George Colt discusses new book “The Game: Harvard, Yale, and America in 1968” in Northampton

The Harvard-Yale football game of 1968 speaks to past and present

%28Elizabeth+Donoghue%2F+Daily+Collegian%29
Back to Article
Back to Article

George Colt discusses new book “The Game: Harvard, Yale, and America in 1968” in Northampton

(Elizabeth Donoghue/ Daily Collegian)

(Elizabeth Donoghue/ Daily Collegian)

(Elizabeth Donoghue/ Daily Collegian)

(Elizabeth Donoghue/ Daily Collegian)

By Elizabeth Donoghue, Collegian Correspondent

Hang on for a minute...we're trying to find some more stories you might like.


Email This Story






On Nov. 24, 1968, the Harvard Crimson published the headline, “HARVARD BEATS YALE, 29-29.”

Almost 50 years later, on Wednesday evening at Broadside Bookshop in Northampton, George Colt, the author of the recently published book, “The Game: Harvard, Yale, and America in 1968,” spoke about the significance, relevance and his lived experience of that momentous football game.

For Colt and his family, Harvard football games were a religion of which they were loyal parishioners.

“Everything about Harvard football seemed outsized and heroic,” Colt read.

Colt described his childhood as “Harvard-saturated.” Colt’s father was a Harvard alumnus and worked in the college’s fundraising office. Colt later went on to attend and graduate from Harvard.

Nothing was more important to Colt and his family than the annual Harvard-Yale football game. When President John F. Kennedy was assassinated the day before the 1963 Harvard-Yale football game, which Kennedy planned to attend, Harvard planned to postpone the game a week.

Colt’s father’s response was “They can’t do that. It’s the Harvard-Yale game.”

On Nov. 23, 1968, Harvard and Yale both came into the game undefeated. Yale lead Harvard most of the game.

Colt read from his book and described the desire to go home as he anticipated the likely-loss for Harvard.

“And then, play by unlikely play, second by unbelievable second, the impossible took shape before our eyes,” Colt read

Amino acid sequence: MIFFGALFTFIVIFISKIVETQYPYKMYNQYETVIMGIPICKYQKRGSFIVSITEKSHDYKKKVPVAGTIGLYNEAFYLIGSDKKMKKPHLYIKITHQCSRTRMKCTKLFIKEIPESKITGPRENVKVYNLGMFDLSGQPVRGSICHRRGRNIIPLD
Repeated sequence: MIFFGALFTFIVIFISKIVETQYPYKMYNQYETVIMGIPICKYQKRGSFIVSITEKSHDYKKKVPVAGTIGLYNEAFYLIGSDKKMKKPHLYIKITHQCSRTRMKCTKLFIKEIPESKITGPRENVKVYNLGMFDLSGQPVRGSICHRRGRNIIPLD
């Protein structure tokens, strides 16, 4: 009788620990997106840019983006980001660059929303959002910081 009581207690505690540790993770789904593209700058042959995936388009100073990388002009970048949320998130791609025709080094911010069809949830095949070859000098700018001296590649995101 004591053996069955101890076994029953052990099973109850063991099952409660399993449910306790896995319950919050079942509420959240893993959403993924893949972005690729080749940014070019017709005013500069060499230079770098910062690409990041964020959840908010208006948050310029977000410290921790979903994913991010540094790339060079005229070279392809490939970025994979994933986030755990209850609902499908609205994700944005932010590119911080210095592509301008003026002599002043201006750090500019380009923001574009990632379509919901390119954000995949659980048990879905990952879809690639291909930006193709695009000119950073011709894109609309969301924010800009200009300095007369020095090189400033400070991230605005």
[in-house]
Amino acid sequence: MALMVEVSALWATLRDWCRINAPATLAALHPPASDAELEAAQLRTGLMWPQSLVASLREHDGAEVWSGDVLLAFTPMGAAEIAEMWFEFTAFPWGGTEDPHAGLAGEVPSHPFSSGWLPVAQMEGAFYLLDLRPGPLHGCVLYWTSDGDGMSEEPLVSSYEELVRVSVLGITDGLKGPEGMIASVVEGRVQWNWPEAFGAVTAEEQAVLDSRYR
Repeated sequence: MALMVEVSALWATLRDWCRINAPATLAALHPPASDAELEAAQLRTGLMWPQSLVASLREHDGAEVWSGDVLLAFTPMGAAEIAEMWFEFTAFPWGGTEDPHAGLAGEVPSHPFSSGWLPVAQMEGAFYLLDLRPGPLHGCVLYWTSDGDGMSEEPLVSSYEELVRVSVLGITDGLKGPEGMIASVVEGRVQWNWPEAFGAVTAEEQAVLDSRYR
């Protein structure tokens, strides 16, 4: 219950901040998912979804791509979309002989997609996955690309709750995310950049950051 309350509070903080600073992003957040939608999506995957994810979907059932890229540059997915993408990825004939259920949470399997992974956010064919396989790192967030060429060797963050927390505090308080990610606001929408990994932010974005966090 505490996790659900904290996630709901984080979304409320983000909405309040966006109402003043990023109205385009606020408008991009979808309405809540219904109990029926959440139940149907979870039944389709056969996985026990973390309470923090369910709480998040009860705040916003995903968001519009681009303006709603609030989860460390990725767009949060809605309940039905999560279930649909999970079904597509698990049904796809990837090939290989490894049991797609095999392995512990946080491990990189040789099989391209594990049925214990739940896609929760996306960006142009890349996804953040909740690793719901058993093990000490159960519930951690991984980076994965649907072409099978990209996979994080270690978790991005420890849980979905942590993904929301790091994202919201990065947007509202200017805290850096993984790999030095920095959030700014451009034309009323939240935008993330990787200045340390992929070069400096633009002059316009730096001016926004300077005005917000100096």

In the last 42 seconds of the game, Harvard scored 16 points to tie. Many historians have described Harvard’s win as a feat of near-mathematical improbability.

“Why write a book about a football game between two hotey-totey New England schools that took place fifty years ago?” Colt asked the crowd, rhetorically.

Neal Abraham, of Whately, spoke about the majority of readers who are not familiar with the 1968 game and have no memories. Abraham asked Colt, “What’re your experiences already talking with those (readers)?”

Colt said he had spoken with students at Yale who read his book prior to publication and they described being inspired by the activism of college students and young people in 1968

Colt also described the football game, which many historians have concurred, as one of the most exciting college football games in American history. The timing of the football game was also significant.

In 1968, both inside and outside of the walls of two of the country’s most prestigious institutions, times were changing and minds were shifting.

There were the civil rights and Black power movements, the women’s liberation movement, the assassinations of Martin Luther King Jr. and Robert F. Kennedy, and when the public learned that the United States was not winning the Vietnam war were just some of the events in history during the time surrounding the game.

“It was one of the most divisive years in American history,” Colt said.

In those times of change, Colt described, the miracle that happened in the Harvard-Yale football game was like a “flower blossoming in an urban sidewalk.

Nearly 50 years later, Colt discussed, many of the social issues faced in 1968 are still present and have taken new form today, like the Black Lives Matter and #MeToo movements.

“He speaks to the present as cogently as he presents the past,” said Madeleine Blais, writer and professor of journalism at the University of Massachusetts, during her introduction of Colt.

Colt read from the epilogue of his book during his presentation, which described the moments before Harvard’s triumphant victory.

“It seemed almost dark enough for stars to appear.”

Elizabeth Donohue can be reached at [email protected]